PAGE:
|All Saints Church in Worcester|
Today's text comes from the 15th chapter of Matthew's Gospel, and goes like this:
Jesus left Gennesaret and went away to the district of Tyre and Sidon. Just then a Canaanite woman from that region came out and started shouting, "Have mercy on me, Lord, Son of David; my daughter is tormented by a demon." But he did not answer her at all. And his disciples came and urged him, saying, "Send her away, for she keeps shouting after us." He answered, "I was sent only to the lost sheep of the house of Israel." But she came and knelt before him, saying, "Lord, help me." He answered, "It is not fair to take the children's food and throw it to the dogs." She said, "Yes, Lord, yet even the dogs eat the crumbs that fall from their masters' table." Then Jesus answered her, "Woman, great is your faith! Let it be done for you as you wish." And her daughter was healed instantly. (Matthew 15: 21-28)
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Here in Massachusetts we have inherited a whole lot of place names that subtly remind us of the native people who lived here before waves of immigrants arrived from Europe. I live on Monadnock Road, and last week I crossed over the Sagamore Bridge heading toward Hyannis and beyond. I’m told you have a priest here is rather fond of Cuttyhunk. Every time we cross over Lake Quinsigamond or hike up Mount Wachusett or out by the Quabbin Reservoir, these place names remind us of the people who were here before us.
I am old enough to have been taught a rather sanitized story about the first Thanksgiving that I took for granted for a long time. My kids, now in their twenties, are young enough that they learned early on that the first Thanksgiving was a lot more complex…
So there is a certain football team that plays in Washington, DC – perhaps you’ve heard about the controversy around the name of that team in the news. The name feels like a painful slur to many. Think for a moment about the kind of visceral reaction you have—the emotional (more than the intellectual) feelings about that name and all that it conjures up. It is that more visceral stuff that I want you to be in touch with as we come to this morning’s gospel reading, to this encounter between Jesus and the Canaanite woman. Are you with me?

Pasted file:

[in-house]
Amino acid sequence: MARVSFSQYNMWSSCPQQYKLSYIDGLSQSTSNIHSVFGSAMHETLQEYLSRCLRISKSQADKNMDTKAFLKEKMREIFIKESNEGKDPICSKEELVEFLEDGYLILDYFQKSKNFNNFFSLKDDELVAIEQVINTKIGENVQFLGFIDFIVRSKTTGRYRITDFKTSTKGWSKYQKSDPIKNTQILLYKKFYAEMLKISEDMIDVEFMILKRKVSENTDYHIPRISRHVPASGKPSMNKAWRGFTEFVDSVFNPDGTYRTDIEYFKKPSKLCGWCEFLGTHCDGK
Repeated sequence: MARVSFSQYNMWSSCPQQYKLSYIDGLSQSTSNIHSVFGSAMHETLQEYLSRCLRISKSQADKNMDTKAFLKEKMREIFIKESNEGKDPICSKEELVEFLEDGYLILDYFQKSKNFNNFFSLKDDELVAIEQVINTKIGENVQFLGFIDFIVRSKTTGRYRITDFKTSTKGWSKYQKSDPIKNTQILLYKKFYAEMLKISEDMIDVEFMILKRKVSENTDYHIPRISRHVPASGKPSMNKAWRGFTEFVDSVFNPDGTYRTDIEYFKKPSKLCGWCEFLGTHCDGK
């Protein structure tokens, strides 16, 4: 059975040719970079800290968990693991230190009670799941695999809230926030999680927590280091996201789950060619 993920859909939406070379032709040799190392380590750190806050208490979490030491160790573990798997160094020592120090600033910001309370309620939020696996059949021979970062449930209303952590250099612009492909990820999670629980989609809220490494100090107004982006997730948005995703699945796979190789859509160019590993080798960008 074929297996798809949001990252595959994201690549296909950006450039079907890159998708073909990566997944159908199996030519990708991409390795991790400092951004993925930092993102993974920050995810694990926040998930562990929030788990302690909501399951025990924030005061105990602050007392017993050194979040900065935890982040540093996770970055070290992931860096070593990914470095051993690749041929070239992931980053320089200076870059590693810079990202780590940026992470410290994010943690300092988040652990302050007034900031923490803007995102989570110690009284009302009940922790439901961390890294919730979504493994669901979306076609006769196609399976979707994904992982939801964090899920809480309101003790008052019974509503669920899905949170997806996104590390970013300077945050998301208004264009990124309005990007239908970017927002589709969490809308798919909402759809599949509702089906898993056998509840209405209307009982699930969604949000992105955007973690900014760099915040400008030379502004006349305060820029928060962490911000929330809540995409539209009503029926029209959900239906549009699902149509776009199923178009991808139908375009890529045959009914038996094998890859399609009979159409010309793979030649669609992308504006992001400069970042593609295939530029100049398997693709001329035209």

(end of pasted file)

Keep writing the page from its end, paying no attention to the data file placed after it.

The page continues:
In Jesus’ day, that name Canaanite itself was loaded, because it referred to the native people, the indigenous people who were on the land before God promised it to Abraham and Isaac and Jacob and their offspring. When people talk about the violence in the Old Testament, very often they are referring to some of the stuff in Joshua and Judges which is anything but a sanitized account of forcibly trying to take the land from the Canaanites—who had no desire to just walk away. While Joshua did win the battle of Jericho and the Israelites did eventually win the war and the land, that didn’t mean they eradicated the Canaanites or a memory of their presence completely.
If you do a little word search of the Old Testament, that word “Canaanite” pops up 78 times. Only once, though, in the New Testament – in the gospel that has our attention today. In Genesis it is used to refer to the people who were living in the land before Abraham was promised it. You may recall that both Isaac and Jacob go back home looking for spouses, because they are commanded not to marry the local Canaanite women. These old stories hint at a “problem” that emerged; at least these inter-faith marriages between Jews and Canaanites were perceived as a problem by the folks writing the Bible.
By the time we get to Exodus, the Lord is promising to “drive out” the Canaanites (along with the Hittites and the Jebusites and Amorites and others.) Check out Deuteronomy 7:1 where the Lord promises to just “clear them away.” Yet as I mentioned, by the time you get to Joshua and Judges, there is the realization that you can’t just clear Canaanites away – any more than you can clear away Native Americans, or Palestinians, or any proud people.
The more the world changes, the more it stays the same, eh?
So at first glance, today’s Gospel reading may seem to be from a world very different from ours, a world before Google and Facebook and all the rest. But it is in fact really about an encounter that is an age-old problem, a challenge that remains with us today. In fact this gospel reading could have been ripped from today’s headlines in Iraq, or Gaza, or Ferguson, Missouri. What we see is an encounter between people who inhabit very different worlds: a Jewish male rabbi and this Canaanite woman who starts shouting at him. Have mercy on me, Lord, Son of David; my daughter is tormented by a demon.
It’s important to slow down in our reading to see what happens next. First, Jesus tries to just give her the silent treatment. He ignores her- maybe hoping she’ll just go away. Then the disciples tell him he needs to make it clearer and tell the woman to get lost. Instead he offers her an explanation, of sorts: lady, I just don’t have time or energy for this. My mission is clear and it’s to the lost sheep of Israel.